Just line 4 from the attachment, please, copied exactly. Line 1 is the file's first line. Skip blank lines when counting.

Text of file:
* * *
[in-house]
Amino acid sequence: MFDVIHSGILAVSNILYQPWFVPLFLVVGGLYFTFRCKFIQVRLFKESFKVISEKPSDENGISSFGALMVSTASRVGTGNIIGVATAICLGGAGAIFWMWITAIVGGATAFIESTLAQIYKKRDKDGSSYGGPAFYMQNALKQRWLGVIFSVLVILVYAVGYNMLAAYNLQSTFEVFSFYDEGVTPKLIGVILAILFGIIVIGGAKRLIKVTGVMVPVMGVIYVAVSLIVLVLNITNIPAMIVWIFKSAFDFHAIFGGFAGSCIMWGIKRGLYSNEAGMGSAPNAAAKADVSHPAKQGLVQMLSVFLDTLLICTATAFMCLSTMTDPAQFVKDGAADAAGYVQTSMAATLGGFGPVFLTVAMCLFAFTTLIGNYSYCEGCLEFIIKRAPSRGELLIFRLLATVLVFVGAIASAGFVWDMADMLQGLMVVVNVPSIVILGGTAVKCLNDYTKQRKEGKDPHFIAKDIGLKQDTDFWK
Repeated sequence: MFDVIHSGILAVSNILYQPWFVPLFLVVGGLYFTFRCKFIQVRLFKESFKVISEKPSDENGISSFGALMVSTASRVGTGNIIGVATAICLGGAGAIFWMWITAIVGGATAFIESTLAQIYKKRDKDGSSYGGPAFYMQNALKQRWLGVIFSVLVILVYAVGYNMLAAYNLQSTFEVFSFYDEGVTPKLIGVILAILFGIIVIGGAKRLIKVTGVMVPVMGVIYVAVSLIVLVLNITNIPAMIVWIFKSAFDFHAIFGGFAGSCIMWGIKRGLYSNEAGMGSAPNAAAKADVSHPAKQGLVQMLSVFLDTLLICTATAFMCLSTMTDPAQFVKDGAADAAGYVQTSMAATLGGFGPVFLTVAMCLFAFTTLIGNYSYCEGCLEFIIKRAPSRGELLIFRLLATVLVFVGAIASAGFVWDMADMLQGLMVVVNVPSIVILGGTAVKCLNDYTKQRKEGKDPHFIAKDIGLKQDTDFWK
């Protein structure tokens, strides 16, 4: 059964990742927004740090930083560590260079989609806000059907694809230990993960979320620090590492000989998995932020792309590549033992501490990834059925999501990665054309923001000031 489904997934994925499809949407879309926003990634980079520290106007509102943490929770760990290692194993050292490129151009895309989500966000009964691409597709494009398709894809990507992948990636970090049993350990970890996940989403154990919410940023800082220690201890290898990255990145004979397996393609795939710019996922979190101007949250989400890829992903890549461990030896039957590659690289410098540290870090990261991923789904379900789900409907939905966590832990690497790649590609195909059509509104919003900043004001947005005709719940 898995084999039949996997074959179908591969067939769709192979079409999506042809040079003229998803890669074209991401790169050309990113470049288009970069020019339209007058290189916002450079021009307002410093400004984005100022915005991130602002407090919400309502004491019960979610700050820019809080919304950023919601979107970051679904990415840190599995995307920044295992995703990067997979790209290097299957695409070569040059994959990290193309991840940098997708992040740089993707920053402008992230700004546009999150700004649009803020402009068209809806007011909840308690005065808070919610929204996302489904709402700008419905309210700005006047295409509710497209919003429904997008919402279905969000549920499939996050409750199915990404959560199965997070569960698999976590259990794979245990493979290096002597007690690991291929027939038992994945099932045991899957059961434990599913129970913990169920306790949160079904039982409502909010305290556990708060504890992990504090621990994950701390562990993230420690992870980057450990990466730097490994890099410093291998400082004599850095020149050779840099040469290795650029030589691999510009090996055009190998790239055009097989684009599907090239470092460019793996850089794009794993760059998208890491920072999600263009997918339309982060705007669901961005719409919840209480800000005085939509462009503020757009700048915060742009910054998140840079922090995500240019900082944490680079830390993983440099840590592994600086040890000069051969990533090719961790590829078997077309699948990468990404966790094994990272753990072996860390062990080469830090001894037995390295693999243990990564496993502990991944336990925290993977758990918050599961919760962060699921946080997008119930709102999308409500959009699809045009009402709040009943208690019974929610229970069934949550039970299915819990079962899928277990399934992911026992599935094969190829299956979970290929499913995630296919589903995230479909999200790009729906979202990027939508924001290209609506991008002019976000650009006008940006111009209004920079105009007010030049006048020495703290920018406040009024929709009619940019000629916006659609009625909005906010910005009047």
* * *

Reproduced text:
């Protein structure tokens, strides 16, 4: 059964990742927004740090930083560590260079989609806000059907694809230990993960979320620090590492000989998995932020792309590549033992501490990834059925999501990665054309923001000031 489904997934994925499809949407879309926003990634980079520290106007509102943490929770760990290692194993050292490129151009895309989500966000009964691409597709494009398709894809990507992948990636970090049993350990970890996940989403154990919410940023800082220690201890290898990255990145004979397996393609795939710019996922979190101007949250989400890829992903890549461990030896039957590659690289410098540290870090990261991923789904379900789900409907939905966590832990690497790649590609195909059509509104919003900043004001947005005709719940 898995084999039949996997074959179908591969067939769709192979079409999506042809040079003229998803890669074209991401790169050309990113470049288009970069020019339209007058290189916002450079021009307002410093400004984005100022915005991130602002407090919400309502004491019960979610700050820019809080919304950023919601979107970051679904990415840190599995995307920044295992995703990067997979790209290097299957695409070569040059994959990290193309991840940098997708992040740089993707920053402008992230700004546009999150700004649009803020402009068209809806007011909840308690005065808070919610929204996302489904709402700008419905309210700005006047295409509710497209919003429904997008919402279905969000549920499939996050409750199915990404959560199965997070569960698999976590259990794979245990493979290096002597007690690991291929027939038992994945099932045991899957059961434990599913129970913990169920306790949160079904039982409502909010305290556990708060504890992990504090621990994950701390562990993230420690992870980057450990990466730097490994890099410093291998400082004599850095020149050779840099040469290795650029030589691999510009090996055009190998790239055009097989684009599907090239470092460019793996850089794009794993760059998208890491920072999600263009997918339309982060705007669901961005719409919840209480800000005085939509462009503020757009700048915060742009910054998140840079922090995500240019900082944490680079830390993983440099840590592994600086040890000069051969990533090719961790590829078997077309699948990468990404966790094994990272753990072996860390062990080469830090001894037995390295693999243990990564496993502990991944336990925290993977758990918050599961919760962060699921946080997008119930709102999308409500959009699809045009009402709040009943208690019974929610229970069934949550039970299915819990079962899928277990399934992911026992599935094969190829299956979970290929499913995630296919589903995230479909999200790009729906979202990027939508924001290209609506991008002019976000650009006008940006111009209004920079105009007010030049006048020495703290920018406040009024929709009619940019000629916006659609009625909005906010910005009047």